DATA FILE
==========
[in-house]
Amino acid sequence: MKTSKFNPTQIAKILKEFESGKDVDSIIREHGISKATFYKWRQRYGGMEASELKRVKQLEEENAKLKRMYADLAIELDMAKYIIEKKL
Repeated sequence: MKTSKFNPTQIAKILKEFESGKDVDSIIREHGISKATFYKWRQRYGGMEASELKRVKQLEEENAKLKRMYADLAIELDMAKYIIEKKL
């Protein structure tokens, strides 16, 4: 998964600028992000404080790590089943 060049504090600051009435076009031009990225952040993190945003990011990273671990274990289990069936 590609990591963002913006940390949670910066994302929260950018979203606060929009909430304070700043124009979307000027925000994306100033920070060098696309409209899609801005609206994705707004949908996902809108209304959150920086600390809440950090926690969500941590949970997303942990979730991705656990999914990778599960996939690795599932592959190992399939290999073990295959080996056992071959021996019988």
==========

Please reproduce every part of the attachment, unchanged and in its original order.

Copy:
[in-house]
Amino acid sequence: MKTSKFNPTQIAKILKEFESGKDVDSIIREHGISKATFYKWRQRYGGMEASELKRVKQLEEENAKLKRMYADLAIELDMAKYIIEKKL
Repeated sequence: MKTSKFNPTQIAKILKEFESGKDVDSIIREHGISKATFYKWRQRYGGMEASELKRVKQLEEENAKLKRMYADLAIELDMAKYIIEKKL
């Protein structure tokens, strides 16, 4: 998964600028992000404080790590089943 060049504090600051009435076009031009990225952040993190945003990011990273671990274990289990069936 590609990591963002913006940390949670910066994302929260950018979203606060929009909430304070700043124009979307000027925000994306100033920070060098696309409209899609801005609206994705707004949908996902809108209304959150920086600390809440950090926690969500941590949970997303942990979730991705656990999914990778599960996939690795599932592959190992399939290999073990295959080996056992071959021996019988």